"A novelistic exploration of writing seen as a hallucinatory journey through half-remembered, half-imagined cities--in particular, the city of Tunis, both as it is now, and as it once was. Walking and writing, journey and journal, mirror one another to produce a calligraphic, magical work: a palimpsest of various languages and cultures, highlighting Abdelwahab Meddeb's beguiling mastery of both the Western and Islamic traditions."
  • Angola
    <strong><a href="">The Whistler</a></strong><br>by&nbsp;Ondjaki<br><br><i>"From Angola, a country riddl
    The Whistler
    by Ondjaki

    "From Angola, a country riddled with civil war and its aftereffects for the last 30 years, comes a surprising story of hope, passion, and magical realism from a groundbreaking young African novelist. A young man arrives at the church of a small African village and starts whistling so beautifully that the priest is left in tears. As his weeklong stay continues, the whistler finds himself affected by the colorful inhabitants of the village as they all become bewitched and surrender to the moods of his melodies."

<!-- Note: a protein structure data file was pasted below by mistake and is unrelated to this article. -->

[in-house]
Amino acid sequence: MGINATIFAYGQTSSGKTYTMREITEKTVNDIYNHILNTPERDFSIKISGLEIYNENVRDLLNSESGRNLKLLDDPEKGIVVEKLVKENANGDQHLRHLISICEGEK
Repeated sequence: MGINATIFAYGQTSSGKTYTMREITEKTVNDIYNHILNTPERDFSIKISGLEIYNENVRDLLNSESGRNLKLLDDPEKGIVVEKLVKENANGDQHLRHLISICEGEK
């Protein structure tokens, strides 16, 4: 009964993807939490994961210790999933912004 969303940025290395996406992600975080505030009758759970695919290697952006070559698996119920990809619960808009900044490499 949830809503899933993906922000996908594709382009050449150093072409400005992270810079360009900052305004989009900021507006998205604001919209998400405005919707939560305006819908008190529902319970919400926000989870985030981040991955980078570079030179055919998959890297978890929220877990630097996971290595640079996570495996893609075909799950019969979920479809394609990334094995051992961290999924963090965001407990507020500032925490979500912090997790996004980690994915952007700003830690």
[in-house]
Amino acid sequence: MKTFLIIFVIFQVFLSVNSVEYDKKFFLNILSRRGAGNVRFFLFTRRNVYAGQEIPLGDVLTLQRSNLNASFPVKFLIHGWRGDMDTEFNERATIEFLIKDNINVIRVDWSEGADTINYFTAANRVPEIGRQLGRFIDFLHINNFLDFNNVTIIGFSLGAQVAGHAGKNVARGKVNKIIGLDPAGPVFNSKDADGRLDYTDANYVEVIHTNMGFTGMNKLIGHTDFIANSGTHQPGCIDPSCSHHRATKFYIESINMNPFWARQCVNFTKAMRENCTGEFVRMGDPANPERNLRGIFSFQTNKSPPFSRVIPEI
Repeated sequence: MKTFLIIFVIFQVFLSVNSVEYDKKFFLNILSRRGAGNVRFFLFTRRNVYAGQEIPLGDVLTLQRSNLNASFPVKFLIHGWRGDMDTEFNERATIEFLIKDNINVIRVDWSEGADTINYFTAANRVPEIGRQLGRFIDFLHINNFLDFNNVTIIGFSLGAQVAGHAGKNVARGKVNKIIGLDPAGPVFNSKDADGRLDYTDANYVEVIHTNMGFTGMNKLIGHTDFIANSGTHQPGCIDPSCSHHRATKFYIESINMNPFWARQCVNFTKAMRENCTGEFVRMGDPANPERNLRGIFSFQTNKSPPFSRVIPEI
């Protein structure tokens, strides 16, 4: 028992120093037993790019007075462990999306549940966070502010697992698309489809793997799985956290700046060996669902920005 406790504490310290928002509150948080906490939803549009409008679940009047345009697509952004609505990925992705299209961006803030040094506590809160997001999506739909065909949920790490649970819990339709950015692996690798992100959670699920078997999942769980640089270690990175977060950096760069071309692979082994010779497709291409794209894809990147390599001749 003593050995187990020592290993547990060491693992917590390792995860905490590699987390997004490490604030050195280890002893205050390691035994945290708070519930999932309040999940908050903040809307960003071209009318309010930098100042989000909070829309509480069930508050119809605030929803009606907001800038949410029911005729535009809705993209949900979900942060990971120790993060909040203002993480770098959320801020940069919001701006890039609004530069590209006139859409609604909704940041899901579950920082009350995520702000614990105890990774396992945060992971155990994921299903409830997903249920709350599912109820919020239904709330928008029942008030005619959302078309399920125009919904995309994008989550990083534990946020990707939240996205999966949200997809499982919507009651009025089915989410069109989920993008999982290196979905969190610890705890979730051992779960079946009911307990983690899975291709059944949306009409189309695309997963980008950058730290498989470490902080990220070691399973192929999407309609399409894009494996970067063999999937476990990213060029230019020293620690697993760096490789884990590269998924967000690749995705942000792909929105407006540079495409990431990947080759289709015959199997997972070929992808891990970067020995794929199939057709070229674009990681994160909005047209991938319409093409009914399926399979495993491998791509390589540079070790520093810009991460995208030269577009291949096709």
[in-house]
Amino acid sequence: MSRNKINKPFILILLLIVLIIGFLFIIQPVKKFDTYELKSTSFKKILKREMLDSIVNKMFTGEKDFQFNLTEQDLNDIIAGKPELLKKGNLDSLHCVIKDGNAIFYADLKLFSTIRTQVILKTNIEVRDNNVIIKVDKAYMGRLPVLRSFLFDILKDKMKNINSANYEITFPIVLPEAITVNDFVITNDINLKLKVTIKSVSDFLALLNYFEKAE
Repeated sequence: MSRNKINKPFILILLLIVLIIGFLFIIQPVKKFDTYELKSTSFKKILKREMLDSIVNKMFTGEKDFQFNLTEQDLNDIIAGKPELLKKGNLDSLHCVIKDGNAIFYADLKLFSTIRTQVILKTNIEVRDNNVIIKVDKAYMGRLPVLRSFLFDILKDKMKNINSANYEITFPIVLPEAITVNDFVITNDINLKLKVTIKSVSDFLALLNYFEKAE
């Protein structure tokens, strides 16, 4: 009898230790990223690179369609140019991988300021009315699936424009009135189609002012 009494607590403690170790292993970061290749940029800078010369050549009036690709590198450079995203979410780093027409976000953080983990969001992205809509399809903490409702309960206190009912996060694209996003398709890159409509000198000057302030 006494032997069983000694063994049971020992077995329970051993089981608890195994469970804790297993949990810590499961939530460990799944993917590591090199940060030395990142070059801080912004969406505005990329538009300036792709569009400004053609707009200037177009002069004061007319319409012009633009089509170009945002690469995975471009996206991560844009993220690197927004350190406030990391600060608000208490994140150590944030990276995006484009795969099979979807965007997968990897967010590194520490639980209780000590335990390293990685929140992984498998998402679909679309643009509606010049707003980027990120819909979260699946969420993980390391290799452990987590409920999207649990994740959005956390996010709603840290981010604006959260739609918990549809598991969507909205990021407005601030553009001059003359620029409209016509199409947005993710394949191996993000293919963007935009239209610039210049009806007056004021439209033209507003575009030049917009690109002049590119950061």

• Qatar
    <strong><a href="">The Corsair</a></strong><br>by&nbsp;Abdulaziz Al-Mahmoud<br><br><i>"It's the early p
    The Corsair
    by Abdulaziz Al-Mahmoud

    "It's the early part of the nineteenth century and the Arabian Peninsula and the waters surrounding it are ablaze. Piracy in the Gulf threatens global maritime trade routes while the Wahabbi strain of Islam is conquering followers town by town across the region. Britain, eager to reinforce its presence in the Middle East and protect the East India Company's ships, has a plan: send a man-of-war from England to quash the pirates while persuading Egypt to join an international alliance with Oman and Persia to fight the Wahabbis. At the center of it all lies a priceless Indian sword, a gift from the British monarch to the Egyptian Pasha. But Erhama bin Jaber, a historical figure and one of the most notorious pirates in the Gulf, has his own agenda and his own vendettas. When the Arabian corsair and his gang attack a ship carrying the sword, Britain's complex strategy goes terribly awry."